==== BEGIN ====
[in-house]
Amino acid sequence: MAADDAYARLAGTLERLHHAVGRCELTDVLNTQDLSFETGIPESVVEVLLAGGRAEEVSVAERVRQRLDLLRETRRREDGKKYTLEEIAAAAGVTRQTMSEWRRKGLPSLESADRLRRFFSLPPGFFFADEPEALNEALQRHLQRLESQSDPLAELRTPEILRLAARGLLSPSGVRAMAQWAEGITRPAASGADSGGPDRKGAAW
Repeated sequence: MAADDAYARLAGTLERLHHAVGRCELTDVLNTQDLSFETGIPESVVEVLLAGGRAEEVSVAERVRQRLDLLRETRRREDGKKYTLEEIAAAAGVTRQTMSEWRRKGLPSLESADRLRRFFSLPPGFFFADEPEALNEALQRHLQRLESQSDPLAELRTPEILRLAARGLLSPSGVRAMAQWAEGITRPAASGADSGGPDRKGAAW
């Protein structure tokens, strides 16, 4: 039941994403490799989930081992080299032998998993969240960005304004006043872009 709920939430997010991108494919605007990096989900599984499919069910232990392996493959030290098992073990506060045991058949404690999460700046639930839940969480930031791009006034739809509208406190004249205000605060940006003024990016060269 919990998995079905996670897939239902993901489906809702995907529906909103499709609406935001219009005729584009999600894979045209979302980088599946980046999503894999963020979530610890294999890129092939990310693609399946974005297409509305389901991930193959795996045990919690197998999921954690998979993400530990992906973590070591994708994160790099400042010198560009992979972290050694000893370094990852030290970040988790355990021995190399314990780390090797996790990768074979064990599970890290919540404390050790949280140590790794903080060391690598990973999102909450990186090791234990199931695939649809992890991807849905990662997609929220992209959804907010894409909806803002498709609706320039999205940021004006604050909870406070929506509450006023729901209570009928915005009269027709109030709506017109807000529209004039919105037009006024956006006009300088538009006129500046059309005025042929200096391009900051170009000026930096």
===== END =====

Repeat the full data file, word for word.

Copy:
[in-house]
Amino acid sequence: MAADDAYARLAGTLERLHHAVGRCELTDVLNTQDLSFETGIPESVVEVLLAGGRAEEVSVAERVRQRLDLLRETRRREDGKKYTLEEIAAAAGVTRQTMSEWRRKGLPSLESADRLRRFFSLPPGFFFADEPEALNEALQRHLQRLESQSDPLAELRTPEILRLAARGLLSPSGVRAMAQWAEGITRPAASGADSGGPDRKGAAW
Repeated sequence: MAADDAYARLAGTLERLHHAVGRCELTDVLNTQDLSFETGIPESVVEVLLAGGRAEEVSVAERVRQRLDLLRETRRREDGKKYTLEEIAAAAGVTRQTMSEWRRKGLPSLESADRLRRFFSLPPGFFFADEPEALNEALQRHLQRLESQSDPLAELRTPEILRLAARGLLSPSGVRAMAQWAEGITRPAASGADSGGPDRKGAAW
């Protein structure tokens, strides 16, 4: 039941994403490799989930081992080299032998998993969240960005304004006043872009 709920939430997010991108494919605007990096989900599984499919069910232990392996493959030290098992073990506060045991058949404690999460700046639930839940969480930031791009006034739809509208406190004249205000605060940006003024990016060269 919990998995079905996670897939239902993901489906809702995907529906909103499709609406935001219009005729584009999600894979045209979302980088599946980046999503894999963020979530610890294999890129092939990310693609399946974005297409509305389901991930193959795996045990919690197998999921954690998979993400530990992906973590070591994708994160790099400042010198560009992979972290050694000893370094990852030290970040988790355990021995190399314990780390090797996790990768074979064990599970890290919540404390050790949280140590790794903080060391690598990973999102909450990186090791234990199931695939649809992890991807849905990662997609929220992209959804907010894409909806803002498709609706320039999205940021004006604050909870406070929506509450006023729901209570009928915005009269027709109030709506017109807000529209004039919105037009006024956006006009300088538009006129500046059309005025042929200096391009900051170009000026930096």